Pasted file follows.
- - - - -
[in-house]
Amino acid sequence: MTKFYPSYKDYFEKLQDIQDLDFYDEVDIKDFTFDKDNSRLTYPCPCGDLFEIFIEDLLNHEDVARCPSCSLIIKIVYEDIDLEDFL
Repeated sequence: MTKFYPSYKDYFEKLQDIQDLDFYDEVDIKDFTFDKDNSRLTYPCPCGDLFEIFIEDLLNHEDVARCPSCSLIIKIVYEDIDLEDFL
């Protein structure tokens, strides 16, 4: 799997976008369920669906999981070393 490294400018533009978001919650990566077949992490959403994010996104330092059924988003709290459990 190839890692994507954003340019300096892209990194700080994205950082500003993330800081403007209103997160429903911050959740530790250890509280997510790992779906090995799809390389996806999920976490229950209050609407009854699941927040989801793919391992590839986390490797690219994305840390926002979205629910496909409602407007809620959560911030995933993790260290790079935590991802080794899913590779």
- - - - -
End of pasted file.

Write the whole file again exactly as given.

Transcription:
[in-house]
Amino acid sequence: MTKFYPSYKDYFEKLQDIQDLDFYDEVDIKDFTFDKDNSRLTYPCPCGDLFEIFIEDLLNHEDVARCPSCSLIIKIVYEDIDLEDFL
Repeated sequence: MTKFYPSYKDYFEKLQDIQDLDFYDEVDIKDFTFDKDNSRLTYPCPCGDLFEIFIEDLLNHEDVARCPSCSLIIKIVYEDIDLEDFL
């Protein structure tokens, strides 16, 4: 799997976008369920669906999981070393 490294400018533009978001919650990566077949992490959403994010996104330092059924988003709290459990 190839890692994507954003340019300096892209990194700080994205950082500003993330800081403007209103997160429903911050959740530790250890509280997510790992779906090995799809390389996806999920976490229950209050609407009854699941927040989801793919391992590839986390490797690219994305840390926002979205629910496909409602407007809620959560911030995933993790260290790079935590991802080794899913590779």